New police crime cameras for Christchurch
Christchurch's network of crime-fighting surveillance cameras has been expanded to keep an eye on suburban trouble spots that have emerged post-quake.
Ten police-monitored cameras will soon be up and running in Riccarton, Upper Riccarton, Addington, Merivale and New Brighton.
The locations were selected after analysis of crime and police call-outs, and bring the number of the council-funded cameras in the city to 68.
Their introduction is intended to prevent crime rather than invade people's privacy.
''If you're doing what normal people should be doing then a camera watching you shouldn't be a big issue,'' Inspector Peter Cooper said.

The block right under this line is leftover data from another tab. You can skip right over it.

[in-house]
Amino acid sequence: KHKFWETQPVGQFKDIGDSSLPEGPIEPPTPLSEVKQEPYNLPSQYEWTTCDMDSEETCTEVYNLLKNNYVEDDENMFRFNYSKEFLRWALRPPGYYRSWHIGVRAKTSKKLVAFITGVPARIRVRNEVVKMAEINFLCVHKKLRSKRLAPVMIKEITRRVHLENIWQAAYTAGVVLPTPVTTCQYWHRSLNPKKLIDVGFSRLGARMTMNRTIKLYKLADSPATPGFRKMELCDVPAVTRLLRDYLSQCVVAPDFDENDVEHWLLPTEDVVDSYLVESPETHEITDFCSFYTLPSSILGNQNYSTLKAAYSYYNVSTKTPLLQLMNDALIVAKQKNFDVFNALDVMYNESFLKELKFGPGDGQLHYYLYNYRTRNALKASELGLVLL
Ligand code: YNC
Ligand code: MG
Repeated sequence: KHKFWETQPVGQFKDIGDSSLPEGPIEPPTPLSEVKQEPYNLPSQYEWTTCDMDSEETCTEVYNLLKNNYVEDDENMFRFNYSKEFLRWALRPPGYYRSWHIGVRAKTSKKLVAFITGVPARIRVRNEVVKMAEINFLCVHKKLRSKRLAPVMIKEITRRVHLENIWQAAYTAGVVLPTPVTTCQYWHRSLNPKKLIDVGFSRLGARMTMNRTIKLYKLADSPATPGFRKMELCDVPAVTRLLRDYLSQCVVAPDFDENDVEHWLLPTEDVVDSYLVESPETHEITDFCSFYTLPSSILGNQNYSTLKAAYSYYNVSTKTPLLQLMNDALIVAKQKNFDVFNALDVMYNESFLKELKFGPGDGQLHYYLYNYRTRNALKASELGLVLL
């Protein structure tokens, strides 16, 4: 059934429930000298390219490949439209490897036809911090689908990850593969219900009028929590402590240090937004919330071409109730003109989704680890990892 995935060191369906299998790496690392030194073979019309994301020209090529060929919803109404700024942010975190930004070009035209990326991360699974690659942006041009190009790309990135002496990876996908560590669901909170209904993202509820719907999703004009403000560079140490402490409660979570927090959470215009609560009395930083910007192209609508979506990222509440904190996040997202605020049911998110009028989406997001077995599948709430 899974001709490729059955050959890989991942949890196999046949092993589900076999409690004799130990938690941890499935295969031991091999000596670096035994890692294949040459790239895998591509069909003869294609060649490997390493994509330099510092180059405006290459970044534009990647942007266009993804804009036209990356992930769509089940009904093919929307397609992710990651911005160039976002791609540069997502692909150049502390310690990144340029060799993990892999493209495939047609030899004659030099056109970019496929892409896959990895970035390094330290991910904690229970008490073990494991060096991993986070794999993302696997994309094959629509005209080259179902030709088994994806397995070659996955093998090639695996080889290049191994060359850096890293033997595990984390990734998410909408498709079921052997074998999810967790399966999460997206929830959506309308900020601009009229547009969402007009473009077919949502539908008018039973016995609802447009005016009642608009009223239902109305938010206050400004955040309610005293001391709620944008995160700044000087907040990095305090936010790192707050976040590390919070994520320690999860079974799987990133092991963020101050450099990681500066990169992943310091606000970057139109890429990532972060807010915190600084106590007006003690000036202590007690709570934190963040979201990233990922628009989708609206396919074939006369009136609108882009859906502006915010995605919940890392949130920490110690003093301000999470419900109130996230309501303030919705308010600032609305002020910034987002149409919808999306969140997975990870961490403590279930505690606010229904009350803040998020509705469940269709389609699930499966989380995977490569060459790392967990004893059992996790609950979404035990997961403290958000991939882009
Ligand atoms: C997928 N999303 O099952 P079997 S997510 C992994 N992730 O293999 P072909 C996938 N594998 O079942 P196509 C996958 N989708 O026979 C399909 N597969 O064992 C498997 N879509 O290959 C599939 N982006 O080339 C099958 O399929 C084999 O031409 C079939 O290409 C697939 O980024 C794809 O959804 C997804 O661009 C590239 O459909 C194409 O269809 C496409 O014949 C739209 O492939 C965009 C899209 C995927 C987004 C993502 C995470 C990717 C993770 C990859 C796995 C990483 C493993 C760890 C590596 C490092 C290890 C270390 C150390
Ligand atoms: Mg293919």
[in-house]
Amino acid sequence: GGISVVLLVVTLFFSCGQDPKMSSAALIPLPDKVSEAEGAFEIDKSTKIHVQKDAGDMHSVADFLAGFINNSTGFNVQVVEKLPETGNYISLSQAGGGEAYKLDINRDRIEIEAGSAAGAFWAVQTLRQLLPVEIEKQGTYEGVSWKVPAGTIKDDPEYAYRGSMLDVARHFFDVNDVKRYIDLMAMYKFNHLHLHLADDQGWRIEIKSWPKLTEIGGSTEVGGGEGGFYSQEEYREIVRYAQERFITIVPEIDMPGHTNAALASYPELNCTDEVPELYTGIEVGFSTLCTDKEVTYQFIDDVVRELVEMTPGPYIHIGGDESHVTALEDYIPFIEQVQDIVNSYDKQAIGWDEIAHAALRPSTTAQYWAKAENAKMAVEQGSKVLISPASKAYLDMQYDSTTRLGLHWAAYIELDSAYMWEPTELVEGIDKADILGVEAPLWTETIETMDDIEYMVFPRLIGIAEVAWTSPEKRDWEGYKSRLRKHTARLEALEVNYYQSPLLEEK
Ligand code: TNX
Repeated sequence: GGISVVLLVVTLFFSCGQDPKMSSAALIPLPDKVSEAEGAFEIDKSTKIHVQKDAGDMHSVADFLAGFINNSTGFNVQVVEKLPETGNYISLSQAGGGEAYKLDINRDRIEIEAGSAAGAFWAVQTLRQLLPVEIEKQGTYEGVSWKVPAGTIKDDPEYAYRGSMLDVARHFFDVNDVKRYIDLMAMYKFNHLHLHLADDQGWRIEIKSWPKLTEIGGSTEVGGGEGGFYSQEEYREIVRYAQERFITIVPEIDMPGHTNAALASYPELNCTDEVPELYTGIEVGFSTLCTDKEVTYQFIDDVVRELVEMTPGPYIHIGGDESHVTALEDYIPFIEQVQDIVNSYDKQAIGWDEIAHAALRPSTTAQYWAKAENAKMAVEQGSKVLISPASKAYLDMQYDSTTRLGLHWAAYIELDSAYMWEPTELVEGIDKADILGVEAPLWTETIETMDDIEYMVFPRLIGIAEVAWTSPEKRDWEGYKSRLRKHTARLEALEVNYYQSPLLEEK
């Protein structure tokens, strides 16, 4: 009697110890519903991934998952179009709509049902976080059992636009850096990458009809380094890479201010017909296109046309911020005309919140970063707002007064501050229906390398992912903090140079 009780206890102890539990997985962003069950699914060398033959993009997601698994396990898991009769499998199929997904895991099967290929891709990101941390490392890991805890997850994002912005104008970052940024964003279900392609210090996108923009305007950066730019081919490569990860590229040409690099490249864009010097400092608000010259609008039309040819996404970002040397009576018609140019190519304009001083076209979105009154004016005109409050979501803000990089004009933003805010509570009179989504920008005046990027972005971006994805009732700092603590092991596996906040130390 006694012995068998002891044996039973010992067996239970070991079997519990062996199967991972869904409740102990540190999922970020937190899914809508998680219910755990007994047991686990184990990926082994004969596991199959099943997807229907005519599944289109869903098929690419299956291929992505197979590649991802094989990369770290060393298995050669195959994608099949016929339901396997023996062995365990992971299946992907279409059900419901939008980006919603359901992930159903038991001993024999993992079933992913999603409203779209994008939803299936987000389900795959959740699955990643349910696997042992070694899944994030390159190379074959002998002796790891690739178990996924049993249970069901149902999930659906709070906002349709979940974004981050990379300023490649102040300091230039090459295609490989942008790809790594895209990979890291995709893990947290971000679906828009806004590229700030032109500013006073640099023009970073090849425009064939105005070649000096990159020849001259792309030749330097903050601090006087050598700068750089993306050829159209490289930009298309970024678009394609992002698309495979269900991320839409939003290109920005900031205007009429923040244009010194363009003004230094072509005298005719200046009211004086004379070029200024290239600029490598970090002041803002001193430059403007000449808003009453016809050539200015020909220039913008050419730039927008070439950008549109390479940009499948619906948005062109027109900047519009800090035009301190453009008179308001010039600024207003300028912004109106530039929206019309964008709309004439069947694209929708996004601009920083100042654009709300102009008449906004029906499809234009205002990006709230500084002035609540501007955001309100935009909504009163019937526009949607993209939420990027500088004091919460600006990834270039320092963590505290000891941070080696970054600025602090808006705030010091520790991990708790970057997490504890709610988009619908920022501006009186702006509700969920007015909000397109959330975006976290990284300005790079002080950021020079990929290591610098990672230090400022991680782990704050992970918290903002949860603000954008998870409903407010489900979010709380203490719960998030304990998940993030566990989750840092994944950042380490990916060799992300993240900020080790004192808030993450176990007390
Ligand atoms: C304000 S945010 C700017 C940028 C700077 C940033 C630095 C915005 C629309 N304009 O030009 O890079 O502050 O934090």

Christchurch's nightlife had moved significantly from the central city to the suburbs post-quake, which had seen a shift in crime, he said.
The cameras allowed police to monitor trouble spots in real time and dispatch patrols to incidents before they escalated. Investigators could also review footage to identify suspects or vehicles and watch events unfold.
"We're confident that these new cameras will have a positive impact on our ability to respond rapidly to incidents and to gather information to help solve crimes,'' Cooper said.
''I have no doubt that in many cases the cameras, and our team of operators, have been instrumental in preventing serious assaults and disorder.''
The cameras were monitored around the clock by police and a team of 40 volunteers at the Christchurch central police station. They could pan 360 degrees and operate in extremely low light.
Signs had been put up in the general areas where the cameras were located.
The network could be expanded further in the future.